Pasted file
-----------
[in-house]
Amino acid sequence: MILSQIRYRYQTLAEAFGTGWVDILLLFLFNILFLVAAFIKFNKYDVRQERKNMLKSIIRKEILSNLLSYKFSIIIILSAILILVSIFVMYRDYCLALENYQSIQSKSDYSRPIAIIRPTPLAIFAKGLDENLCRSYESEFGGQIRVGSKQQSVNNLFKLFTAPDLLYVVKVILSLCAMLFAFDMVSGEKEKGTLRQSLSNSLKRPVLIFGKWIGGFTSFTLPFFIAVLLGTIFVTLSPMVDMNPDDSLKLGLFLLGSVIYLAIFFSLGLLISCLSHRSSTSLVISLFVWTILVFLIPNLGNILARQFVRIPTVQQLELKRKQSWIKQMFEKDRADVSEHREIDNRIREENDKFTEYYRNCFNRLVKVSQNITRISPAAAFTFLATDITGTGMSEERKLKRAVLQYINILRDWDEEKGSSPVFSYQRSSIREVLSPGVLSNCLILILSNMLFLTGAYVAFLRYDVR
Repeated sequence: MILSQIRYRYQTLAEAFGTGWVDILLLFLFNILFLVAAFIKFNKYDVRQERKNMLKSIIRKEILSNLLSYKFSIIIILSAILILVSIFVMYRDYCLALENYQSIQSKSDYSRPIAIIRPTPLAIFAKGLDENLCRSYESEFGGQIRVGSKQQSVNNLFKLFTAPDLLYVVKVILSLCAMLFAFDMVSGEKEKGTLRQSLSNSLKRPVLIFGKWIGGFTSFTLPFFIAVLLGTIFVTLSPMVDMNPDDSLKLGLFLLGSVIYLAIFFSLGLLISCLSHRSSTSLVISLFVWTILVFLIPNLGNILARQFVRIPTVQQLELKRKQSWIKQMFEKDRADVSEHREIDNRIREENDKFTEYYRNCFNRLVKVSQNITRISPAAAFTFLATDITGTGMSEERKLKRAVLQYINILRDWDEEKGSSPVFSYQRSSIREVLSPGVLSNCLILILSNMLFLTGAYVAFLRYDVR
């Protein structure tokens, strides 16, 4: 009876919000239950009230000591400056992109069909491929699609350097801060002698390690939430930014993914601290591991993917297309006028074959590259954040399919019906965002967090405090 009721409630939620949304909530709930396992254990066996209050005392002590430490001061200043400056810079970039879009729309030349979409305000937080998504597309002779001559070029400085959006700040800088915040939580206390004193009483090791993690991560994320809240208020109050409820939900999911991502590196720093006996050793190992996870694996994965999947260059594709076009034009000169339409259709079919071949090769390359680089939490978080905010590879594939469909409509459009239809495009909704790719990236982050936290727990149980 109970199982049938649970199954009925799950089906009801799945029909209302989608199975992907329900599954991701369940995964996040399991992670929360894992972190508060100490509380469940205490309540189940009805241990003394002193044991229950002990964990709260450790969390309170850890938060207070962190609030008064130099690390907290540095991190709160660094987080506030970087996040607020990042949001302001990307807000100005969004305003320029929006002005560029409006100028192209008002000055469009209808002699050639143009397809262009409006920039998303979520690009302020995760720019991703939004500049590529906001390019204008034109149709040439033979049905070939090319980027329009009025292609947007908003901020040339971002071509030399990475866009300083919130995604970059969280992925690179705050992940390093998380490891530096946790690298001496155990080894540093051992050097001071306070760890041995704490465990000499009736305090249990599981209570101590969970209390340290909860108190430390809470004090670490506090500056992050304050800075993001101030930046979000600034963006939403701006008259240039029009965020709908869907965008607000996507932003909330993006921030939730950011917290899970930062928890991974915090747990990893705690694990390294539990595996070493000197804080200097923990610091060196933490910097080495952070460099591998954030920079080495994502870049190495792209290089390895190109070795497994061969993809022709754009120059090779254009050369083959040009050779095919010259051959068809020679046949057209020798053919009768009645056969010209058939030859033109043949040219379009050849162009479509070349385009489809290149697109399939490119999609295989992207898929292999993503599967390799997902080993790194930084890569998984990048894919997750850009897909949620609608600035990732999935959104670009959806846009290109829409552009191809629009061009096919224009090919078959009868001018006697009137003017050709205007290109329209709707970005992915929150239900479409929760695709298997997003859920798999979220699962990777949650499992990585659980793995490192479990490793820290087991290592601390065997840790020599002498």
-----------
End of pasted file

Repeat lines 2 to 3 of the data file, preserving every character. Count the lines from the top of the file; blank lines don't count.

Amino acid sequence: MILSQIRYRYQTLAEAFGTGWVDILLLFLFNILFLVAAFIKFNKYDVRQERKNMLKSIIRKEILSNLLSYKFSIIIILSAILILVSIFVMYRDYCLALENYQSIQSKSDYSRPIAIIRPTPLAIFAKGLDENLCRSYESEFGGQIRVGSKQQSVNNLFKLFTAPDLLYVVKVILSLCAMLFAFDMVSGEKEKGTLRQSLSNSLKRPVLIFGKWIGGFTSFTLPFFIAVLLGTIFVTLSPMVDMNPDDSLKLGLFLLGSVIYLAIFFSLGLLISCLSHRSSTSLVISLFVWTILVFLIPNLGNILARQFVRIPTVQQLELKRKQSWIKQMFEKDRADVSEHREIDNRIREENDKFTEYYRNCFNRLVKVSQNITRISPAAAFTFLATDITGTGMSEERKLKRAVLQYINILRDWDEEKGSSPVFSYQRSSIREVLSPGVLSNCLILILSNMLFLTGAYVAFLRYDVR
Repeated sequence: MILSQIRYRYQTLAEAFGTGWVDILLLFLFNILFLVAAFIKFNKYDVRQERKNMLKSIIRKEILSNLLSYKFSIIIILSAILILVSIFVMYRDYCLALENYQSIQSKSDYSRPIAIIRPTPLAIFAKGLDENLCRSYESEFGGQIRVGSKQQSVNNLFKLFTAPDLLYVVKVILSLCAMLFAFDMVSGEKEKGTLRQSLSNSLKRPVLIFGKWIGGFTSFTLPFFIAVLLGTIFVTLSPMVDMNPDDSLKLGLFLLGSVIYLAIFFSLGLLISCLSHRSSTSLVISLFVWTILVFLIPNLGNILARQFVRIPTVQQLELKRKQSWIKQMFEKDRADVSEHREIDNRIREENDKFTEYYRNCFNRLVKVSQNITRISPAAAFTFLATDITGTGMSEERKLKRAVLQYINILRDWDEEKGSSPVFSYQRSSIREVLSPGVLSNCLILILSNMLFLTGAYVAFLRYDVR